It seems to be true of both the Mafia and the Hotel California that you can never really leave. Add to this estimable list the family that has developed over the decades around The Nation magazine.
We were recently sent the following letter from longtime reader James E. Kemler of Boston, Massachusetts. His father, Edgar Kemler, was the magazine’s Washington correspondent in the dark days of the mid-1950s. Links to Kemler père’s articles in The Nation appear below references to them. —Richard Kreitner
My childhood memories of wrinkled pages in a scrapbook with the bold The Nation headline are hazy and jumbled. Without the author to explain their significance I never really read them at the time, rather just skimming the passages and glancing at the cartoon drawings. Edgar Kemler, my father, who had died when I was 3 years old, had written for The Nation from 1954–56, covering Washington, DC, for the magazine before I was born. My mom had explained that this was a liberal publication, in sync with our family values. Beyond that, I didn’t understand much of the magazine’s context while growing up outside of DC.
Fast forward five decades and I am again looking at these same articles, but now on pristine laser-printed pages downloaded from the The Nation’s archives. I was bringing them with me on The Nation’s educational program in Cuba in February 2015. The happy coincidence of signing up for this trip was an opportunity to meet the publication’s present-day management and renowned journalists. What struck me as I carefully read a number of my father’s articles were the freshness of the topics and relevance to current political issues. His writing style conveyed the subjects with intelligence, clarity and common sense—which continue to be so present in the magazine today. In addition to numerous pieces related to McCarthy, my father’s topics included civil rights, natural gas, a debate on a controversial hydroelectric dam site, FCC license politics related to free speech, and a story about the military’s plans for biological warfare.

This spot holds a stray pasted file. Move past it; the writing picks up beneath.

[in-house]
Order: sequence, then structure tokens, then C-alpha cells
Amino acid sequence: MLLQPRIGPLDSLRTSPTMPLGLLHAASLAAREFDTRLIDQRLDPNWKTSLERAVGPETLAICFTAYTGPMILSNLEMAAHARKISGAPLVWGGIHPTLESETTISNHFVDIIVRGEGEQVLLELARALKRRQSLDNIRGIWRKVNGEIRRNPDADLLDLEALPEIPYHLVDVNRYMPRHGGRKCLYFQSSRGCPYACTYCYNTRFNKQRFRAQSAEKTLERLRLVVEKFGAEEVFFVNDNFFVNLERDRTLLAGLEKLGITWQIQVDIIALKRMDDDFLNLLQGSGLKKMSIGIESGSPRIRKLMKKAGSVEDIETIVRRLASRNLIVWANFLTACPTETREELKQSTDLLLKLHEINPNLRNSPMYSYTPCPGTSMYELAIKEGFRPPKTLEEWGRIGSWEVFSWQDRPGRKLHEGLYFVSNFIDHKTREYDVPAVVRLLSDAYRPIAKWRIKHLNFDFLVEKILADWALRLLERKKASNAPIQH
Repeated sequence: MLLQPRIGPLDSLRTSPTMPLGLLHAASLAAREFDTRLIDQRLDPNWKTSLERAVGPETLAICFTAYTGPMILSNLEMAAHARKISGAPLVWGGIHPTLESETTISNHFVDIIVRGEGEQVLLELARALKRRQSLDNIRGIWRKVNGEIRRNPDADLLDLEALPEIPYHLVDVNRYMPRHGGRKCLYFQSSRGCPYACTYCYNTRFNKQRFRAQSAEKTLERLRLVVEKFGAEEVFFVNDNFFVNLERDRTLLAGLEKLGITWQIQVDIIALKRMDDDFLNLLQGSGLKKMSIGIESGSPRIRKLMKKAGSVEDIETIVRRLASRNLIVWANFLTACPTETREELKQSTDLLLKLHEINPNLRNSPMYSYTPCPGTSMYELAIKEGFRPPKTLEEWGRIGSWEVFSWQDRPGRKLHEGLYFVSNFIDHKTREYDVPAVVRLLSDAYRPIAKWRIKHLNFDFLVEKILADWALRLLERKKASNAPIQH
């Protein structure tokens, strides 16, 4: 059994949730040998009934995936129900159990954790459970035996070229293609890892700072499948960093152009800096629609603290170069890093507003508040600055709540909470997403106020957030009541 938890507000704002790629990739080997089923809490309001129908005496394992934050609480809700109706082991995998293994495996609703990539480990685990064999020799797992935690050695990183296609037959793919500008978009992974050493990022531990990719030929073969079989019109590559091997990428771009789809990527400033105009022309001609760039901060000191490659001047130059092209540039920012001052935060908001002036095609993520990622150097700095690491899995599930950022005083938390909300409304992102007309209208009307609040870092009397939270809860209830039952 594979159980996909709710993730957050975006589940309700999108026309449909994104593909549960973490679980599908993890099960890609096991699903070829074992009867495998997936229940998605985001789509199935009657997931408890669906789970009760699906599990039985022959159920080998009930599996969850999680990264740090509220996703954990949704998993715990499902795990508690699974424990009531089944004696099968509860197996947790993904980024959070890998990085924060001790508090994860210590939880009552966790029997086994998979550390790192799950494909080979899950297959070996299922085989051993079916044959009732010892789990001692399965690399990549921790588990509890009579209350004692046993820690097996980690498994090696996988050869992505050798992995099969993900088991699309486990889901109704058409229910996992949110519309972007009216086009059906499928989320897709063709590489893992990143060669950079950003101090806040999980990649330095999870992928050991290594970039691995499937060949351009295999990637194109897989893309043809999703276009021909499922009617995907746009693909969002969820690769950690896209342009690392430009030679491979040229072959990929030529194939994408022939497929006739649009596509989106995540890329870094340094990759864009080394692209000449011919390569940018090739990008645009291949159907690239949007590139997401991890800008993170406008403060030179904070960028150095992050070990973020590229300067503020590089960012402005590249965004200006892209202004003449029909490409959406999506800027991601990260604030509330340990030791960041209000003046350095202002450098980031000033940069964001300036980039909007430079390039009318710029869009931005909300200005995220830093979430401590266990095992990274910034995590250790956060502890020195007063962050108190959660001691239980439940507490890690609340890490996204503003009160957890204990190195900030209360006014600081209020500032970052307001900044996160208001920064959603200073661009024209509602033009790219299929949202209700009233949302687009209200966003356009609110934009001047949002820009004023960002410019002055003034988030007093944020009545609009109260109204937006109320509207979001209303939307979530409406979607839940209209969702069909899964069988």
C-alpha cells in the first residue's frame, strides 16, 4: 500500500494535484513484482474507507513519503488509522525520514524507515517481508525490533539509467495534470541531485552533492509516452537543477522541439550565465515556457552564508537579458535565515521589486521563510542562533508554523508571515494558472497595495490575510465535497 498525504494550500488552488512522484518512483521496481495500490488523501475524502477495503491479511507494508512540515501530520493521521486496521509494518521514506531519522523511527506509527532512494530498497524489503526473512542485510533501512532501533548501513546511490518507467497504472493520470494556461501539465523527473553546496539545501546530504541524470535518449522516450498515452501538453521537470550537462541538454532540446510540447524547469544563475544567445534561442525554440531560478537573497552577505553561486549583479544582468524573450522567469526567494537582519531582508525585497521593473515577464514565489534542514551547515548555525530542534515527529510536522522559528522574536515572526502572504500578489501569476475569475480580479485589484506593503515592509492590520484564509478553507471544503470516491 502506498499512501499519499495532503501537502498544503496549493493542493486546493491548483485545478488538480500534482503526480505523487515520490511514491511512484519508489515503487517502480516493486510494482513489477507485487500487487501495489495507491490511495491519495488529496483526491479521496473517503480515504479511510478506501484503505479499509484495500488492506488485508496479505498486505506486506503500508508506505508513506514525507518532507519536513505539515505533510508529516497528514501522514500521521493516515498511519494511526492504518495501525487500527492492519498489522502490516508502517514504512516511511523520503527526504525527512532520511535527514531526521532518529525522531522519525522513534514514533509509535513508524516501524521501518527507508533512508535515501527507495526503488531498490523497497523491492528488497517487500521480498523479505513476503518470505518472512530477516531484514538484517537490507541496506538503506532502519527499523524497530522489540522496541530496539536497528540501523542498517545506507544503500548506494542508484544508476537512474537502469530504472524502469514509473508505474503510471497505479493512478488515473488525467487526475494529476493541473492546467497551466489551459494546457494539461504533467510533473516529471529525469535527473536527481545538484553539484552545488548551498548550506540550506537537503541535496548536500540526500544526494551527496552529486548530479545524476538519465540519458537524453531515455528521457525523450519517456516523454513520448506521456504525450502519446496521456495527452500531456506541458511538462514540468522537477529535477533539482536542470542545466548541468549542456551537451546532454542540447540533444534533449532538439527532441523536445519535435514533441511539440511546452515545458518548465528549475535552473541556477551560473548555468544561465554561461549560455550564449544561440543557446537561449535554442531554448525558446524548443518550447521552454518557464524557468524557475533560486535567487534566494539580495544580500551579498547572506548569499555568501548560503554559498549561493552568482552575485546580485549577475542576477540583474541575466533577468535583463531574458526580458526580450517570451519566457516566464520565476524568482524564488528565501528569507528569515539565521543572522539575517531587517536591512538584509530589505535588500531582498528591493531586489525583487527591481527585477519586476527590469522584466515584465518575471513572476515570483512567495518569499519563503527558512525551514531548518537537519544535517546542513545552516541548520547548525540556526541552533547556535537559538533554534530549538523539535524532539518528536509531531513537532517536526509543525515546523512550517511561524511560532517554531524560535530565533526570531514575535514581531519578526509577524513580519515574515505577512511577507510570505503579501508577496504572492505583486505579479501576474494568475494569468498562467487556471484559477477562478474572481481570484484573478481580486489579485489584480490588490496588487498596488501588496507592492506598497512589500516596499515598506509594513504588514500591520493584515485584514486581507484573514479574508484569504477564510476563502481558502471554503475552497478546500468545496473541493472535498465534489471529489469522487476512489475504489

Reliving these distant snapshots of then-relevant Washington news feeds gave me a fresh insight into my father’s perspective and communication style. That I was surrounded by his current colleagues collectively experiencing the historic events of today in Cuba—which itself has elements frozen in time from my father’s era—was a true gift. I am thankful to The Nation for providing this double-edged opportunity—to reach back to my father’s professional contributions and to share in a memorable and historic change in US-Cuba relations. This was a very unique and rewarding family reunion courtesy of The Nation.
Did one of your friends or relatives write for The Nation back in the day? Write to us at rkreitner [at] thenation [dot] com.